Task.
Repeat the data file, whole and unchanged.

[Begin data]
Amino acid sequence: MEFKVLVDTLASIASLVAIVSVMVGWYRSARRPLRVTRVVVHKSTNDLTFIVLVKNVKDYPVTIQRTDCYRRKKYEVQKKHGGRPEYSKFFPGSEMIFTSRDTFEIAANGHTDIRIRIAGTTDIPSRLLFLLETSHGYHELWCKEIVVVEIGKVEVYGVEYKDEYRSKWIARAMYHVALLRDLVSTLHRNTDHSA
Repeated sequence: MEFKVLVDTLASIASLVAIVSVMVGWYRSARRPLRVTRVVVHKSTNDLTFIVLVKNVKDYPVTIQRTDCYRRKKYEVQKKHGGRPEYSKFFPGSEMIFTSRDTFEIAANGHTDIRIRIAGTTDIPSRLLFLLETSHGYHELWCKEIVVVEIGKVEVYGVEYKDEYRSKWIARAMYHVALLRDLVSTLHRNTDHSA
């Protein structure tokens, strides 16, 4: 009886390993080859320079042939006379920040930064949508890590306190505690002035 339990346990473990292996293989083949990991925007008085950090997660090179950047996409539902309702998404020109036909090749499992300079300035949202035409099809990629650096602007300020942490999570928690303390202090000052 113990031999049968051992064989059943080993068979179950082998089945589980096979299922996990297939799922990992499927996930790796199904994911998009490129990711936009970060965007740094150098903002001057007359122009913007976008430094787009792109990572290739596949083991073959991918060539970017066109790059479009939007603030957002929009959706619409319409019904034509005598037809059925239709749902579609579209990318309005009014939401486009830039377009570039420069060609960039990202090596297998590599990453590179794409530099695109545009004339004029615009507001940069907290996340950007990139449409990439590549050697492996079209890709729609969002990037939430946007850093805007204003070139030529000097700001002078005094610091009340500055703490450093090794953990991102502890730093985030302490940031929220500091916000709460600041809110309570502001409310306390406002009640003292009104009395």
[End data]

Amino acid sequence: MEFKVLVDTLASIASLVAIVSVMVGWYRSARRPLRVTRVVVHKSTNDLTFIVLVKNVKDYPVTIQRTDCYRRKKYEVQKKHGGRPEYSKFFPGSEMIFTSRDTFEIAANGHTDIRIRIAGTTDIPSRLLFLLETSHGYHELWCKEIVVVEIGKVEVYGVEYKDEYRSKWIARAMYHVALLRDLVSTLHRNTDHSA
Repeated sequence: MEFKVLVDTLASIASLVAIVSVMVGWYRSARRPLRVTRVVVHKSTNDLTFIVLVKNVKDYPVTIQRTDCYRRKKYEVQKKHGGRPEYSKFFPGSEMIFTSRDTFEIAANGHTDIRIRIAGTTDIPSRLLFLLETSHGYHELWCKEIVVVEIGKVEVYGVEYKDEYRSKWIARAMYHVALLRDLVSTLHRNTDHSA
């Protein structure tokens, strides 16, 4: 009886390993080859320079042939006379920040930064949508890590306190505690002035 339990346990473990292996293989083949990991925007008085950090997660090179950047996409539902309702998404020109036909090749499992300079300035949202035409099809990629650096602007300020942490999570928690303390202090000052 113990031999049968051992064989059943080993068979179950082998089945589980096979299922996990297939799922990992499927996930790796199904994911998009490129990711936009970060965007740094150098903002001057007359122009913007976008430094787009792109990572290739596949083991073959991918060539970017066109790059479009939007603030957002929009959706619409319409019904034509005598037809059925239709749902579609579209990318309005009014939401486009830039377009570039420069060609960039990202090596297998590599990453590179794409530099695109545009004339004029615009507001940069907290996340950007990139449409990439590549050697492996079209890709729609969002990037939430946007850093805007204003070139030529000097700001002078005094610091009340500055703490450093090794953990991102502890730093985030302490940031929220500091916000709460600041809110309570502001409310306390406002009640003292009104009395």